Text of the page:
The question of How? also extends to the client side tools the AR author has for manipulating content. In the current implementation of GE, each content balloon has a separate namespace un-addressable by other balloons, even those created by the same source. Removing this restriction significantly increases the interactivity that can be achieved between different feature points in the same channel. Dynamic interaction between different channels can be accomplished using the same authentication, sessions and AJAX tools that let content in one desktop browser window affect content in another.


Civilian grade GPS is only accurate to within tens of meters and can easily lead an AR browser to render a nearby business in front of the user that is actually behind them. An alternative source of tracking information involves providing nearby surveyed locations to users along with descriptive information about how to find them. Users can indicate their presence at these locations, called GeoSpots, and effectively increase the positional accuracy of the browser. We have deployed a GeoSpot tracking server and database with associated HTML/SOUP protocols to deliver surveyed locations based on geospatial query.

Since the subjects of most current augmentations are static, we also provide an optional panoramic image at surveyed locations that can be used to replace the live video. By using the phone orientation sensor to display the appropriate subset of the panorama, orientation accuracy can be effectively increased and augmentations tightly registered with the background. Tracking server information can be used offline to give AR authors information about the context in which their augmentations will be viewed. Knowing the location of nearby trackable surfaces or surveyed GeoSpots can influence the nature of the AR content the author creates. During runtime, changing tracking accuracy can also affect the types of augmentations the author presents. When only GPS is available, using labels that can be expanded to full screen may be appropriate. When a panoramic background is in use, the author may try to register content more tightly with the scene.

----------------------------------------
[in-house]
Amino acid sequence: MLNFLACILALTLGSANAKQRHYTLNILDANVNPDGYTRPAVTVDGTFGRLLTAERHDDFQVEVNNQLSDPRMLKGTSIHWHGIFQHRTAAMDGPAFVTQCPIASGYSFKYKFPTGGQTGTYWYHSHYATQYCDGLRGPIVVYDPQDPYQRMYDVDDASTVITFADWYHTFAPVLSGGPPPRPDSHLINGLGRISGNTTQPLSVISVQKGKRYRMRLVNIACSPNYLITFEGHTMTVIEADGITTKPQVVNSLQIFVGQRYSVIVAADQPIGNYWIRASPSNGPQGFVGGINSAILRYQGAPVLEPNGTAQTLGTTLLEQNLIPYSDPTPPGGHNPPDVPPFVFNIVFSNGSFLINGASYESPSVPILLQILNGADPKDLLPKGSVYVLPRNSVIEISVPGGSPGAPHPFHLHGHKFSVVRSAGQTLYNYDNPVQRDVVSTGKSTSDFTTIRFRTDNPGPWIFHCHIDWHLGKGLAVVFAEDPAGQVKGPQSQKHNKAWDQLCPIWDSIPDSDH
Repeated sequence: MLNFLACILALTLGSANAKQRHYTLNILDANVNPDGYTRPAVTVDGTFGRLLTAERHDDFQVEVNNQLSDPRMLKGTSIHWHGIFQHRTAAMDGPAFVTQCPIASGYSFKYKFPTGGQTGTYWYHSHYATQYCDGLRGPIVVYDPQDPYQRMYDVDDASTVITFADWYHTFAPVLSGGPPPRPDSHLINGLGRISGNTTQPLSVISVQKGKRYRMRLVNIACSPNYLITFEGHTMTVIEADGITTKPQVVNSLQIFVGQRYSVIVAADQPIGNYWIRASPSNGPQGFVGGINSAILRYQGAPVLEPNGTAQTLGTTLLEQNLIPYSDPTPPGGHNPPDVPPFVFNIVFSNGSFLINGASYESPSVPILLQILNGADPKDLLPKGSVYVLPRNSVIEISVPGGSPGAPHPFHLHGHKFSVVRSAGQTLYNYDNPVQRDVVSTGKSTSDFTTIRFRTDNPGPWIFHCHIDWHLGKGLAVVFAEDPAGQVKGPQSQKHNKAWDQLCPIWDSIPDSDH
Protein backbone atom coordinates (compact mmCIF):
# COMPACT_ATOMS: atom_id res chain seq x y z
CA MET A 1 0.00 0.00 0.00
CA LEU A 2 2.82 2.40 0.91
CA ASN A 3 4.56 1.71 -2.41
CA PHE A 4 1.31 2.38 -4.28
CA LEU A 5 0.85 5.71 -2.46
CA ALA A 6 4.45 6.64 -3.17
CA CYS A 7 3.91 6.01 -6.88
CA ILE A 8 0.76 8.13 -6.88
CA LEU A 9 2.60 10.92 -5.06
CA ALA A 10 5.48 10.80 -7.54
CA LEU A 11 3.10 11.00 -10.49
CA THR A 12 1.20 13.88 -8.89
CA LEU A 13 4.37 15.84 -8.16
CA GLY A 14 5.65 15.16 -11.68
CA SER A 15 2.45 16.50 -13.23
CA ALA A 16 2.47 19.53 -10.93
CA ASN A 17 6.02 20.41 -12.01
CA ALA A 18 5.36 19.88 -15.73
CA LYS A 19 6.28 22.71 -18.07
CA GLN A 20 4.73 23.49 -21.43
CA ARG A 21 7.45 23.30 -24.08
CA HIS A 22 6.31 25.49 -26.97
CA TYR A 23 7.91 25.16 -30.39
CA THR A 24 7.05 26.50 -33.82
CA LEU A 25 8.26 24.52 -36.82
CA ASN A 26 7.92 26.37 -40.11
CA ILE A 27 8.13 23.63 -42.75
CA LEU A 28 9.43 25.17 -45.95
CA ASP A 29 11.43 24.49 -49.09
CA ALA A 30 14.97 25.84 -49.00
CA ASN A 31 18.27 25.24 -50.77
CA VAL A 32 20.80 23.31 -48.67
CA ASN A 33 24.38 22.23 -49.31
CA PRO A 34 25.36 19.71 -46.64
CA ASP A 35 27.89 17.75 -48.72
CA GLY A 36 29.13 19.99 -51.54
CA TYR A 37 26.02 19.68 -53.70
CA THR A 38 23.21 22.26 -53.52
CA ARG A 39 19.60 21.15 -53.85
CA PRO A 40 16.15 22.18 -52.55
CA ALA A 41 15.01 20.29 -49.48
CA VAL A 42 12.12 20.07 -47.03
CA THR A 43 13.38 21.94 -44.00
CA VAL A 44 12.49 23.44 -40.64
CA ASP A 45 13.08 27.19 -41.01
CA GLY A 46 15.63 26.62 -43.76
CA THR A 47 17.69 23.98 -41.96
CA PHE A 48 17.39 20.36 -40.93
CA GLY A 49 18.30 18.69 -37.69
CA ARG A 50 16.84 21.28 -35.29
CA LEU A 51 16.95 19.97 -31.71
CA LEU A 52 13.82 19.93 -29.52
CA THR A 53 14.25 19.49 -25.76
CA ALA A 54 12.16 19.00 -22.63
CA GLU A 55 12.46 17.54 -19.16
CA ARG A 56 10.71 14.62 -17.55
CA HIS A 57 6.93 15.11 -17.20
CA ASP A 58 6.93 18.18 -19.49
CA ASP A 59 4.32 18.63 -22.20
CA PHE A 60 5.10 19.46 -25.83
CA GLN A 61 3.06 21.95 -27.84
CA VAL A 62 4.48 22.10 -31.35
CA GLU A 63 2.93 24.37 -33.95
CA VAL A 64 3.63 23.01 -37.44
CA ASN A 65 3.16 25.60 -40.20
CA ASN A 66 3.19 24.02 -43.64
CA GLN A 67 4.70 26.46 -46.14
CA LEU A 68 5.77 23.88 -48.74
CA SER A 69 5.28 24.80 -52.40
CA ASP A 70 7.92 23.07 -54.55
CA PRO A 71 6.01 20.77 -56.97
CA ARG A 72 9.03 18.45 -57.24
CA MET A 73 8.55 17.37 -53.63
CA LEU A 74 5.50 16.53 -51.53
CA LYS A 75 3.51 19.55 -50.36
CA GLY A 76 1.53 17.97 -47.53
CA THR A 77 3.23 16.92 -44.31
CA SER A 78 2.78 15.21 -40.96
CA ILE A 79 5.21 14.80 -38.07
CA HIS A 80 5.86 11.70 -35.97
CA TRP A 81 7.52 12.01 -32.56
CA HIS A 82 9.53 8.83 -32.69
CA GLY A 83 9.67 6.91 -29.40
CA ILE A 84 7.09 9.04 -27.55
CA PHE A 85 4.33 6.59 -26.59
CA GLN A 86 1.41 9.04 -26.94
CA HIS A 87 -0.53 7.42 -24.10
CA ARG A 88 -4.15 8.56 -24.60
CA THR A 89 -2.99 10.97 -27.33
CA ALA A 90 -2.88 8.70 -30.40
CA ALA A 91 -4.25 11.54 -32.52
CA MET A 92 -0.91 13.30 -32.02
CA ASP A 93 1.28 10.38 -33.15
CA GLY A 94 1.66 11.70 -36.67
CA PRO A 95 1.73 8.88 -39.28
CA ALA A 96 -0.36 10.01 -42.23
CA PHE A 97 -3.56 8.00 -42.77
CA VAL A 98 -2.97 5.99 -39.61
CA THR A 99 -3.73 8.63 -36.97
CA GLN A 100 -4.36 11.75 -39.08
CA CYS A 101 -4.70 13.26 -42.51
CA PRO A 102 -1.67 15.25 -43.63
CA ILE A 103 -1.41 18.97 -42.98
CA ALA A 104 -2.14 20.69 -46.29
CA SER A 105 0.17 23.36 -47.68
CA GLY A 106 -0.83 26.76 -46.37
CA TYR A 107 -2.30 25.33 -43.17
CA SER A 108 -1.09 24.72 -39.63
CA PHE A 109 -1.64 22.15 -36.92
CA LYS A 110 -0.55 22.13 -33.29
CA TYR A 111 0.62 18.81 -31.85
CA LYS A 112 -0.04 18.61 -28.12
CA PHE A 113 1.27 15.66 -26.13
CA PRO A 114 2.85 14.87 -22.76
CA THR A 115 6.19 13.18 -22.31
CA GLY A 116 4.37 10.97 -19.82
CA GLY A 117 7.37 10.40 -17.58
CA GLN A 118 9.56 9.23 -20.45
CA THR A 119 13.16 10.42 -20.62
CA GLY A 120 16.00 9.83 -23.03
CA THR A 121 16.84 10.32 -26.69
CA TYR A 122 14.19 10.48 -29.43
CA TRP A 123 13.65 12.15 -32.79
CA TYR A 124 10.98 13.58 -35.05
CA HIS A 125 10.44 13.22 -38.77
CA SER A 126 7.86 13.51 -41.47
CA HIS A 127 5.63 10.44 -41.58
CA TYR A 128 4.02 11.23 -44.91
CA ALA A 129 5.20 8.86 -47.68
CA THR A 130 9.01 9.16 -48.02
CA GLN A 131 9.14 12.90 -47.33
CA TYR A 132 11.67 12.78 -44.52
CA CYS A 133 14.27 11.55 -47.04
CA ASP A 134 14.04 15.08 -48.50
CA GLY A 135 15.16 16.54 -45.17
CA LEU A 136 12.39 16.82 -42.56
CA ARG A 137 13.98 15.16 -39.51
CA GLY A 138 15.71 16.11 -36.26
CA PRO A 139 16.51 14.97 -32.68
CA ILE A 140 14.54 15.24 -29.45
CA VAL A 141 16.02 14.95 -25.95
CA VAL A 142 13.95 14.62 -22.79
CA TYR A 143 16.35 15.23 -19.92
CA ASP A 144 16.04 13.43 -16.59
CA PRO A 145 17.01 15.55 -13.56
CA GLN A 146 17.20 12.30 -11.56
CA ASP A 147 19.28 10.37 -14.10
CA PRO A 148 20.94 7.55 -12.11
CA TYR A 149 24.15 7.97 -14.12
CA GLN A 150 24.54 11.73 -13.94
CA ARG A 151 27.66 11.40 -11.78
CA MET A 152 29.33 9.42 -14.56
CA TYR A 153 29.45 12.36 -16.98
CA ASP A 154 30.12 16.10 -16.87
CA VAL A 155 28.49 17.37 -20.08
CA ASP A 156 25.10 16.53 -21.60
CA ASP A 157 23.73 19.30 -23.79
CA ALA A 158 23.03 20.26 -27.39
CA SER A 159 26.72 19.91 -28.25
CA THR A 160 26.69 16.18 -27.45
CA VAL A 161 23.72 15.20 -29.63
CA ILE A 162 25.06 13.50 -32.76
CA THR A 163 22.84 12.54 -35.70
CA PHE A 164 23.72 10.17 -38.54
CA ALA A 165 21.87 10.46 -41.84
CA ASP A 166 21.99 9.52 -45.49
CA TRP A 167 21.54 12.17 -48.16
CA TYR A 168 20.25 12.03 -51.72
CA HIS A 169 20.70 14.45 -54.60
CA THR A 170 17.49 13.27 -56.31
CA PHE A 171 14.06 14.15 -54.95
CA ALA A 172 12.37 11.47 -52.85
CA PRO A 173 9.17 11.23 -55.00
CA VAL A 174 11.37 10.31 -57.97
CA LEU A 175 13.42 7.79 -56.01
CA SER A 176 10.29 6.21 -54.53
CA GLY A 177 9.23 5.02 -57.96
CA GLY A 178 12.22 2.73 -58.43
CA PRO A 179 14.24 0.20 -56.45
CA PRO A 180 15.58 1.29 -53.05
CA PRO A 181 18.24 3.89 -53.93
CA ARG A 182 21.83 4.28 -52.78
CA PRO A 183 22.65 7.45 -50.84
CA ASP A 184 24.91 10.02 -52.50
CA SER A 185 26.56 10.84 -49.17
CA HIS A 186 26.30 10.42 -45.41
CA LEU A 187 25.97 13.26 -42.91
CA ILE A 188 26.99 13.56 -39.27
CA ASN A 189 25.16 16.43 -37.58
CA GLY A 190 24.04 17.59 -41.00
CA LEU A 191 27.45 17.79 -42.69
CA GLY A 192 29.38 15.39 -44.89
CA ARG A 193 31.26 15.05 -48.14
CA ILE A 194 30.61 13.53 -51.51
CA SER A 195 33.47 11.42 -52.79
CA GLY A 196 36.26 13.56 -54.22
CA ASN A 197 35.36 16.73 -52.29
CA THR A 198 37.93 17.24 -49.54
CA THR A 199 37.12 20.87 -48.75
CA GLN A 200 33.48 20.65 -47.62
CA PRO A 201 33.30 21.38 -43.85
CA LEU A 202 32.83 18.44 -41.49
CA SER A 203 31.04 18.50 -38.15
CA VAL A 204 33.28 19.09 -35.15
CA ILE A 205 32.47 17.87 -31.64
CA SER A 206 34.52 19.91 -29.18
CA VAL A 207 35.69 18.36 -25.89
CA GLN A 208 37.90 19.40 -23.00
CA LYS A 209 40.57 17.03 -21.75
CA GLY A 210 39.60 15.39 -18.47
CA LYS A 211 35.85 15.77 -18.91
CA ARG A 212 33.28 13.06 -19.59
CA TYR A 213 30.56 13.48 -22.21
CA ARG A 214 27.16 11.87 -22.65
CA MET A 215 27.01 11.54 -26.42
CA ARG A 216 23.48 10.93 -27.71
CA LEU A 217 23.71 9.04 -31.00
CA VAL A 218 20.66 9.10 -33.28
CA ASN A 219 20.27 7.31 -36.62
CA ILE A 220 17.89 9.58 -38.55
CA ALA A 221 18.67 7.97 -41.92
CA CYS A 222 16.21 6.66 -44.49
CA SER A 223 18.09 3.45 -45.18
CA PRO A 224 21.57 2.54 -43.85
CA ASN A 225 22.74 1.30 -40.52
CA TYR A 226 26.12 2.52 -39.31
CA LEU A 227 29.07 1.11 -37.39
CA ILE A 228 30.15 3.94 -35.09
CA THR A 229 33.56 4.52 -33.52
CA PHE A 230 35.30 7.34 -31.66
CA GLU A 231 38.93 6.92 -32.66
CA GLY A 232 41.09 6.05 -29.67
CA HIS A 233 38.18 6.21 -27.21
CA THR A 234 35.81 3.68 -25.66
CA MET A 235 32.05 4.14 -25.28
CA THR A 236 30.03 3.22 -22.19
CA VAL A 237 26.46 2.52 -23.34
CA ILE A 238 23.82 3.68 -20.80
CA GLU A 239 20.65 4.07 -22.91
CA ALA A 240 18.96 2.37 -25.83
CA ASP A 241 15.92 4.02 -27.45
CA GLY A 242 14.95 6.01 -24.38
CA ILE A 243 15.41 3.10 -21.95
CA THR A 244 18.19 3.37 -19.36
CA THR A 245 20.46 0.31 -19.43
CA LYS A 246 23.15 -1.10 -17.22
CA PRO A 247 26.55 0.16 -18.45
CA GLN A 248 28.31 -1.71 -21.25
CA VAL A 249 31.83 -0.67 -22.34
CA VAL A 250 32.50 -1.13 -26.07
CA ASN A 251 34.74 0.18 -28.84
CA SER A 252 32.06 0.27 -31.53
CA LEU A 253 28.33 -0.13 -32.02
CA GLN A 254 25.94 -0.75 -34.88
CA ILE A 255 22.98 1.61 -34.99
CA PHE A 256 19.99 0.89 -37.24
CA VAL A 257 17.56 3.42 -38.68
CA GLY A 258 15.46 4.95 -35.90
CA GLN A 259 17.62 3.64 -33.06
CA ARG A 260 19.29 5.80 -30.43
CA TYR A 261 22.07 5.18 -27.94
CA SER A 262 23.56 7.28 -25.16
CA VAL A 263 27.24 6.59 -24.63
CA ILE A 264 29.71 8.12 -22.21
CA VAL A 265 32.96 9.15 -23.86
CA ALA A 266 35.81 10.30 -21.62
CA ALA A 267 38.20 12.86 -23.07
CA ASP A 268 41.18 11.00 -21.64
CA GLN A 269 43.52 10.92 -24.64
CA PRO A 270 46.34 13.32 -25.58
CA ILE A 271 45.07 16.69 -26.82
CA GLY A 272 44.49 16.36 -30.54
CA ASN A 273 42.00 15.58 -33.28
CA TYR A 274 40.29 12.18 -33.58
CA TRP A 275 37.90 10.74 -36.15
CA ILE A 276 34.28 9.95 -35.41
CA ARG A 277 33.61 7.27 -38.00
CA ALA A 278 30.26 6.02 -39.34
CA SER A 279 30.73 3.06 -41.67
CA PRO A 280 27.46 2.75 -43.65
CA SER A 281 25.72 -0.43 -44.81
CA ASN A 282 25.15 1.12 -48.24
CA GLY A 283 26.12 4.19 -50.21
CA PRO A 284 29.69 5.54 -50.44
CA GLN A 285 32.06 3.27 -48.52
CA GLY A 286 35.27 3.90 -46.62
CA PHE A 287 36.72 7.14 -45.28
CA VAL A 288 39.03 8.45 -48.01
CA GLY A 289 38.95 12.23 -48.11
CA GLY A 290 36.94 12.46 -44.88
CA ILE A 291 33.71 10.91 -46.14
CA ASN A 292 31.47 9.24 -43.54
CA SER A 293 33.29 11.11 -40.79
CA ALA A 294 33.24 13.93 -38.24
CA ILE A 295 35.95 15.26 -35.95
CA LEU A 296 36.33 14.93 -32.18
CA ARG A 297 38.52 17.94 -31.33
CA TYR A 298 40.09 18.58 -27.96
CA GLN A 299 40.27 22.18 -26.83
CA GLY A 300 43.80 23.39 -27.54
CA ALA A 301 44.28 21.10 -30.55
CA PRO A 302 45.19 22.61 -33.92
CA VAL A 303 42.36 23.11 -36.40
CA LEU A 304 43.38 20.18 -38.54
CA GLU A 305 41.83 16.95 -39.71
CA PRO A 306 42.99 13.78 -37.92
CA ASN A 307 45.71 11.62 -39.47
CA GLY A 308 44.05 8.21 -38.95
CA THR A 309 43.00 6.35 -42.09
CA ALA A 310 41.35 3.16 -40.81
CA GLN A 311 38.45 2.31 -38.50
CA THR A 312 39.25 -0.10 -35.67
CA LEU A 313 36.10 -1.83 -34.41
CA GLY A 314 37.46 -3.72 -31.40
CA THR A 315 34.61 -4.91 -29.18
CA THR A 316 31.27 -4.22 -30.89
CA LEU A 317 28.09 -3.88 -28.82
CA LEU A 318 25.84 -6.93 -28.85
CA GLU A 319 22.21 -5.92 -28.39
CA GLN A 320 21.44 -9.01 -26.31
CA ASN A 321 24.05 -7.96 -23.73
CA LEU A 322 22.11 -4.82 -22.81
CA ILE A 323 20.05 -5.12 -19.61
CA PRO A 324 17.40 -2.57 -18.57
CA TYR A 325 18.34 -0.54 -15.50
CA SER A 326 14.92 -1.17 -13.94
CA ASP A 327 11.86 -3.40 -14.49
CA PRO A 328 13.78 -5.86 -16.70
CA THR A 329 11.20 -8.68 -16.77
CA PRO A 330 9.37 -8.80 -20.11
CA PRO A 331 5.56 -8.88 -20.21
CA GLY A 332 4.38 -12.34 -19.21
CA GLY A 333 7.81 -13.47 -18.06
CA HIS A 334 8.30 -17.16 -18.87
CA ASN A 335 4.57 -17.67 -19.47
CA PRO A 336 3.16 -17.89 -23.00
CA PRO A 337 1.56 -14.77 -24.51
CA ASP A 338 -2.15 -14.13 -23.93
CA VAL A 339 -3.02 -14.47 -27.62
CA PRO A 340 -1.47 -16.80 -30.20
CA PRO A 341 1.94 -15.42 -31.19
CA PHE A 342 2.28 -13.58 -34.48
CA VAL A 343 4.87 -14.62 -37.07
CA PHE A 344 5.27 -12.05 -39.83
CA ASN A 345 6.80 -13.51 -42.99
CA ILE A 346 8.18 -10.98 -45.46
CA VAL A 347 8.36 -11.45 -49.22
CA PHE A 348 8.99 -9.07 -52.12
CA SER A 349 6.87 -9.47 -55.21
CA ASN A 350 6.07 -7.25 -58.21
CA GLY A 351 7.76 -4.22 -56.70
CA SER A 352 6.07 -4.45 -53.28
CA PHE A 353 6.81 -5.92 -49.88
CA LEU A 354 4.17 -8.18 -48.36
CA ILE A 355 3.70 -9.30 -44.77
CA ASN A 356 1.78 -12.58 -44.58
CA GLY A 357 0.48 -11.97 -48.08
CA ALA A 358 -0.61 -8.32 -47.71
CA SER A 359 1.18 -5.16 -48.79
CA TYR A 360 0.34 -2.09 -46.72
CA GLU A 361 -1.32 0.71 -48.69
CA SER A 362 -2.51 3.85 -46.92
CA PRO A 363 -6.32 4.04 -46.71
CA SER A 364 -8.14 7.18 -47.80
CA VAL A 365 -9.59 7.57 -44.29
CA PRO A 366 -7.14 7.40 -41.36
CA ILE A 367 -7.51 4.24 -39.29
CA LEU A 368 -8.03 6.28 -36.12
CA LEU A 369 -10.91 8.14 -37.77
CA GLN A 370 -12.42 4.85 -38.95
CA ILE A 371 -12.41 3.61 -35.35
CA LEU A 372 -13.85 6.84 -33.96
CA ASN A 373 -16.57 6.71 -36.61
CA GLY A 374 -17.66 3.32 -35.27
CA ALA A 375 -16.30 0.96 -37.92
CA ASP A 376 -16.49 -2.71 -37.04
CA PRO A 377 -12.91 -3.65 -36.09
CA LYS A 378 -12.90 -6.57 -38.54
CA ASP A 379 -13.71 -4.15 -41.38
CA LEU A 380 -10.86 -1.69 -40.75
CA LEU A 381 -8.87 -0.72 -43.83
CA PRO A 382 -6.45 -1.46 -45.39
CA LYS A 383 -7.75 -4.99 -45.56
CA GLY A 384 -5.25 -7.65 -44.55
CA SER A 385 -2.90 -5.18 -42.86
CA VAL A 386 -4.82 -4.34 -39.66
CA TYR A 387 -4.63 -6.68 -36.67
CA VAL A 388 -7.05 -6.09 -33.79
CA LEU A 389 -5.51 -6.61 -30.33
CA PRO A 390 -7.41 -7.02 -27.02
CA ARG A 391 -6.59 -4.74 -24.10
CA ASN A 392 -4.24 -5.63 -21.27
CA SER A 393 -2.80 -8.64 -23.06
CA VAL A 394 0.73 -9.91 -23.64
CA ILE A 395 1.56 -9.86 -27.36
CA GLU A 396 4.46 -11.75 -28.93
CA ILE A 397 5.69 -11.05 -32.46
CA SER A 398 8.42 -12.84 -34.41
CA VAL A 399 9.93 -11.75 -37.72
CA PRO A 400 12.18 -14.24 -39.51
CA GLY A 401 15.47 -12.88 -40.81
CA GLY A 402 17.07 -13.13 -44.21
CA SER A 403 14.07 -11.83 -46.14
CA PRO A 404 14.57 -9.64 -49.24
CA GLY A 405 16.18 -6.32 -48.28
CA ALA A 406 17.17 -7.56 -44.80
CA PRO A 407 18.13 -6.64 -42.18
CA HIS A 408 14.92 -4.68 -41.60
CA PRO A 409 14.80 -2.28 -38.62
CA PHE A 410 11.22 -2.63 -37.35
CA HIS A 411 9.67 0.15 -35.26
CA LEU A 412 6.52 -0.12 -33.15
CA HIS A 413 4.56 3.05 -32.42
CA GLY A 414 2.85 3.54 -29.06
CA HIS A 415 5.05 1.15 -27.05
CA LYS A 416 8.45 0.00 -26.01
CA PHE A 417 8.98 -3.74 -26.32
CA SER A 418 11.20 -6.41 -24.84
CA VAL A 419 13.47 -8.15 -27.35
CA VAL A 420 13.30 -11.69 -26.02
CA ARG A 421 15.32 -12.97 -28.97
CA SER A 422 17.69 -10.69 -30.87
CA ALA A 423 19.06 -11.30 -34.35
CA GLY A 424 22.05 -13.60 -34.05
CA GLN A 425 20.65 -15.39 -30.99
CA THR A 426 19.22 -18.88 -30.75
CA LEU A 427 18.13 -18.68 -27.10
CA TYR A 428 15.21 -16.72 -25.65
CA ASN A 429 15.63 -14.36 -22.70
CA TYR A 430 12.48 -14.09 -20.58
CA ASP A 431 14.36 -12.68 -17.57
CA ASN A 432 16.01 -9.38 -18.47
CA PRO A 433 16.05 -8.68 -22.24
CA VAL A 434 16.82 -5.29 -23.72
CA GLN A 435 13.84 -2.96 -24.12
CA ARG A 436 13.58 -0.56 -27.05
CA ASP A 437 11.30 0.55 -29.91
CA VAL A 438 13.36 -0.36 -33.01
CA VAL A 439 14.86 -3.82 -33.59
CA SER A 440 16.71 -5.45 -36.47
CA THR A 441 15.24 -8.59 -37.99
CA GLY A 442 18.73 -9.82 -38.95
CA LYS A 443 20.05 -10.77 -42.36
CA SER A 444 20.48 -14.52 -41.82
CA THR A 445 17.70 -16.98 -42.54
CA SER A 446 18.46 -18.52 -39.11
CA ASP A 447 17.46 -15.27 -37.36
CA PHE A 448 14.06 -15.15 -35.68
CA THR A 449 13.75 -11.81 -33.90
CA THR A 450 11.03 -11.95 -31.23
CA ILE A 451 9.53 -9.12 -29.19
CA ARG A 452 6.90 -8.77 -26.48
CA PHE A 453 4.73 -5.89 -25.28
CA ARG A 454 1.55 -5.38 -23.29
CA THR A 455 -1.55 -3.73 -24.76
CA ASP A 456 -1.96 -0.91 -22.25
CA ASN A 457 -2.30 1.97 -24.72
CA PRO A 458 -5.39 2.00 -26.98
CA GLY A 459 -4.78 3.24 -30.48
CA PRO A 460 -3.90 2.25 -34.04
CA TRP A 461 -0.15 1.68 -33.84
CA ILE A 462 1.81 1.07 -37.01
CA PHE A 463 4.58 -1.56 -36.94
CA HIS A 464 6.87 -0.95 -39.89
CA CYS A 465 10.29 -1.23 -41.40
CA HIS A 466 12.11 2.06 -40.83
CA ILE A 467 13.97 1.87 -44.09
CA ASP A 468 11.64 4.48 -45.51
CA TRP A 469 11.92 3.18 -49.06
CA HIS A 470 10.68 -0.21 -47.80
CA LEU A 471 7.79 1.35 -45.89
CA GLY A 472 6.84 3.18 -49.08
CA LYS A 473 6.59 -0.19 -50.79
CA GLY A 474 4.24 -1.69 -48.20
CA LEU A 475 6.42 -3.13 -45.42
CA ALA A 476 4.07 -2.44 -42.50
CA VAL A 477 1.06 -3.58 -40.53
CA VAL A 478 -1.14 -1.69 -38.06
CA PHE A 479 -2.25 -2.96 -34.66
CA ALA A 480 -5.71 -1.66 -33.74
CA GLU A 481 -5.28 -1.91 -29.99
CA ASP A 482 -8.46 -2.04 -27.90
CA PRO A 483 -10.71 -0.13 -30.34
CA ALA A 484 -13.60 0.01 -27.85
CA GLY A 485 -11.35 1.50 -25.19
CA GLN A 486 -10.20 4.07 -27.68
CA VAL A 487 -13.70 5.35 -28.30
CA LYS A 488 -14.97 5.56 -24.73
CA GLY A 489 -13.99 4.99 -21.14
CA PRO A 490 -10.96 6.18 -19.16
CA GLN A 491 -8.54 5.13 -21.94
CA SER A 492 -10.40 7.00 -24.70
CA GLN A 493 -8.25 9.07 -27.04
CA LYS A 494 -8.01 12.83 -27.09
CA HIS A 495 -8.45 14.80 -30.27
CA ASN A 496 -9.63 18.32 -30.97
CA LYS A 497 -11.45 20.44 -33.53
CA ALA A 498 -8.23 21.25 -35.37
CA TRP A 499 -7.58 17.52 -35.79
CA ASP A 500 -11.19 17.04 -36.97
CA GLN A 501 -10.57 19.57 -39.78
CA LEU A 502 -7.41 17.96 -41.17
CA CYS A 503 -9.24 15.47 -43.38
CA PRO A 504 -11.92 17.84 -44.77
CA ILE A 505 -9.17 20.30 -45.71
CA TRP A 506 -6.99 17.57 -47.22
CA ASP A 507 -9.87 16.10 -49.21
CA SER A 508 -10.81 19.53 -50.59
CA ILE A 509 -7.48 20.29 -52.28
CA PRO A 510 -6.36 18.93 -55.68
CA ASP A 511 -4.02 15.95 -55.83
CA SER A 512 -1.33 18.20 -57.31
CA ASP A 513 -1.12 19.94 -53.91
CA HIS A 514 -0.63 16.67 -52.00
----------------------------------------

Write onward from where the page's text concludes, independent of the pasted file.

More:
View slides from this presentation.


  1. B. MacIntyre , M. Gandy, J. Bolter, S. Dow, B. Hannigan, DART: The Designer's Augmented Reality Toolkit, Proceedings of 2nd IEEE and ACM International Symposium on Mixed and Augmented Reality, October 07-10, 2003
  3. Kato, H., Billinghurst, M., Marker Tracking and HMD Calibration for a video-based Augmented Reality Conferencing System, Proc. of the 2nd Int. Workshop on Augmented Reality, San Francisco, 1999
  4. and